Police officers must accept cuts to their pay packets to avoid losing thousands of frontline jobs, Home Secretary Theresa May said today.
Mrs May said she did not want to make savings for the sake of it, but "extraordinary circumstances" mean the Government must reform terms and conditions to keep officers on the streets.
Her speech comes ahead of an independent review of police pay and conditions by former rail regulator Tom Winsor, which will be published on Tuesday.
Mrs May called for all forces to follow the example of the Metropolitan Police in getting officers to patrol alone rather than in pairs.
"By getting more officers to patrol alone - rather than in pairs - and by better matching resources to demand in neighbourhood policing, they are increasing officer availability to the public by 25%," she said.
"I know other forces including Gloucestershire are taking the same steps. All forces should be following their example."
On pay and conditions, Mrs May said that in all likelihood there would be a two-year pay freeze in policing, saving £350 million.
"No home secretary wants to cut police officers' pay packages," she said. "But with a record budget deficit, these are extraordinary circumstances."
In a document by the Association of Chief Police Officers (Acpo) which outlined potential savings in August, members suggested scrapping a host of additional payments and bonuses, as well as reducing the amount of overtime paid for working on public holidays.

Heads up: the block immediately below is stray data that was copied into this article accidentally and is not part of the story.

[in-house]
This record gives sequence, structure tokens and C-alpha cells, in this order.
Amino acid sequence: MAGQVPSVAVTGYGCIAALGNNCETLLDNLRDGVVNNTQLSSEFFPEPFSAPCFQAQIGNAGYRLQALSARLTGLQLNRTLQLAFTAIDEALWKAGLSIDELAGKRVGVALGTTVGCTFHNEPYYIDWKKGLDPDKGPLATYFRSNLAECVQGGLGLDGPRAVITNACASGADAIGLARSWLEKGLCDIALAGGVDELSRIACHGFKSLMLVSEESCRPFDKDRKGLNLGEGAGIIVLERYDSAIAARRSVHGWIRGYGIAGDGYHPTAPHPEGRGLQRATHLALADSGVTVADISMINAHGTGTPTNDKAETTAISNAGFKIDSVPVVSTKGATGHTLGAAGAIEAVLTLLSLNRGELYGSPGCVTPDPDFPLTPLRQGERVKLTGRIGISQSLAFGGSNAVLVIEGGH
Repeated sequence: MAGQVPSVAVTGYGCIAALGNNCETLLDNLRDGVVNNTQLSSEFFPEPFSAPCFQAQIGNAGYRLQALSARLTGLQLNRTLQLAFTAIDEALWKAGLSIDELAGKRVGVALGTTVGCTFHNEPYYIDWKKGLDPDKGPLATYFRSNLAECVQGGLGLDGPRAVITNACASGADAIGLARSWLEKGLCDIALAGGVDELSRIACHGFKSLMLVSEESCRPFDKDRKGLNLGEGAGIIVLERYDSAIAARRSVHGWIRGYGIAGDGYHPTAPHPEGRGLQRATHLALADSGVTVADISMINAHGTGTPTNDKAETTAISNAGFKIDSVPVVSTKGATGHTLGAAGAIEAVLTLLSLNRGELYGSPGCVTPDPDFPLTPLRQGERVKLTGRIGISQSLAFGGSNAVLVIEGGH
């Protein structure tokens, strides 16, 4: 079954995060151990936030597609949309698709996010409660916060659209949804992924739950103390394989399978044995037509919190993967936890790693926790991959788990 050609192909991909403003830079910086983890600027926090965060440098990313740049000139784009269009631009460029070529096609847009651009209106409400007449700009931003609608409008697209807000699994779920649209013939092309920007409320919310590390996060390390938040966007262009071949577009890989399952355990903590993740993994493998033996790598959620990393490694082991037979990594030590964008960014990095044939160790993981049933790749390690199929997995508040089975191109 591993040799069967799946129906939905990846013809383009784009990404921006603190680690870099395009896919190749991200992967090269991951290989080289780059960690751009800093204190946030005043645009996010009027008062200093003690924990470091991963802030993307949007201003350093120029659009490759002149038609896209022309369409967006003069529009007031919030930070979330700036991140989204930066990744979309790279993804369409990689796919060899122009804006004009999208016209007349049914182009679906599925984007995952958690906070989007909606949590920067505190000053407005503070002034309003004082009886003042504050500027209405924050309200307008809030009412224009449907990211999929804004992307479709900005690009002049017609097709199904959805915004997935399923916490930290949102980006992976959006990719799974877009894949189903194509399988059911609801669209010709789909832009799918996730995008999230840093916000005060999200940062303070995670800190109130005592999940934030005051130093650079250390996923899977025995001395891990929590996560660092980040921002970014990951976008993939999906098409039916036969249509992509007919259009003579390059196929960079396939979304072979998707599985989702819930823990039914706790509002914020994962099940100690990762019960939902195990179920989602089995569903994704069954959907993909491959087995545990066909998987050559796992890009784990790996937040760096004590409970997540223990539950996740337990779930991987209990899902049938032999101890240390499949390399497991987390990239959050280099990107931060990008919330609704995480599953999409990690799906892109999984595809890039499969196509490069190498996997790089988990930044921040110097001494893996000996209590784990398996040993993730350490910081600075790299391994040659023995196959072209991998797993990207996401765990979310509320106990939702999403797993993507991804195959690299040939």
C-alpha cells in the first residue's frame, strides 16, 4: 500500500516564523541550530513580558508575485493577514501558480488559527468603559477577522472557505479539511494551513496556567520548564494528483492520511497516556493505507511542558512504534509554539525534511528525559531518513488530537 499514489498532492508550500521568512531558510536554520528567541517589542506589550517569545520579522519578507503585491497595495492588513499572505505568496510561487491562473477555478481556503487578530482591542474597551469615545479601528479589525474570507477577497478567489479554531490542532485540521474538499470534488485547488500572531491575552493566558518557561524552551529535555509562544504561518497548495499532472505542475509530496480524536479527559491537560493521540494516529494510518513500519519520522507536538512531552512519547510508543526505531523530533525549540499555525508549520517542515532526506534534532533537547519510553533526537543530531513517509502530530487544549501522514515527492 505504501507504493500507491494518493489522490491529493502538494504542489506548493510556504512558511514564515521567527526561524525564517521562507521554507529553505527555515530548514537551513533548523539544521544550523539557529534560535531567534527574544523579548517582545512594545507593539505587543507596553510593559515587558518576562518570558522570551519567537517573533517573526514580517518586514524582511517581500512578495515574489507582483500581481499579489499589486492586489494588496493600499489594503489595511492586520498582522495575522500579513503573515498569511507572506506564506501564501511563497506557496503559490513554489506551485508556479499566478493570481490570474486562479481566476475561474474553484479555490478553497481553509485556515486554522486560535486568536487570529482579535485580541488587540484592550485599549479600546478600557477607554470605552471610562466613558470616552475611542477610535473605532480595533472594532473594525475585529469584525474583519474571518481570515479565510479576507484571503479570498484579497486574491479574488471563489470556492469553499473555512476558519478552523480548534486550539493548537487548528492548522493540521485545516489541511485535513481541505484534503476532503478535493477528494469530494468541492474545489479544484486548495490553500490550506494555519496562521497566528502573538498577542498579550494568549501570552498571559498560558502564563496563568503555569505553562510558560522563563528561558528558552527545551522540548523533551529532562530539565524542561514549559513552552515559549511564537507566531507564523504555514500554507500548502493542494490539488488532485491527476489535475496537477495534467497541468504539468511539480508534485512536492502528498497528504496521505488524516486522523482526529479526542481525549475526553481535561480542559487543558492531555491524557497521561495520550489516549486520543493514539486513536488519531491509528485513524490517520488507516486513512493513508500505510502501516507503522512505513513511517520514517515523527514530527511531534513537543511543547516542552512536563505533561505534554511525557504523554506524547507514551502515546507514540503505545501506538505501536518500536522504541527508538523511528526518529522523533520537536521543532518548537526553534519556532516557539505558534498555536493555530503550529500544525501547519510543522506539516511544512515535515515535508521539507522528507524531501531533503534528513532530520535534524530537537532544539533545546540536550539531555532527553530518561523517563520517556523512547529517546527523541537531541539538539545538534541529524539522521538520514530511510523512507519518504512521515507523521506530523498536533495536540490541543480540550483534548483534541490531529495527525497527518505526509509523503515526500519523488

Other arrangements, including compensation for cancelled rest days, may also be changed or axed completely.
Police have been criticised for a £450 million a year overtime bill and other "out-of-date" remuneration rules.
Figures released by the Met in August revealed five constables boosted their wages by £50,000 with overtime.
In May, police minister Nick Herbert welcomed a call by Scotland Yard boss Sir Paul Stephenson to end the multimillion-pound police bonus culture, saying it reflected the financially "straitened times".
The Winsor review, which will report on Tuesday, will include scrutiny of allowances, overtime and the cost of officers working in other force areas.
It will cover both police officers and civilian staff, including community support officers (PCSOs), across the 43 forces in England and Wales.
Previous attempts to overhaul pay and conditions have failed.
The last review, carried out in June 1993 by Sir Patrick Sheehy under then-home secretary Kenneth Clarke, recommended abolishing jobs for life, introducing fixed terms of service and scrapping overtime payments.
But most of the recommendations were never implemented after a high-profile campaign by the Police Federation, which represents rank-and-file officers in England and Wales.
Labour home secretary Jacqui Smith tried to save money in 2008 by rejecting a recommended pay increase - but again was forced to back down after marches by officers.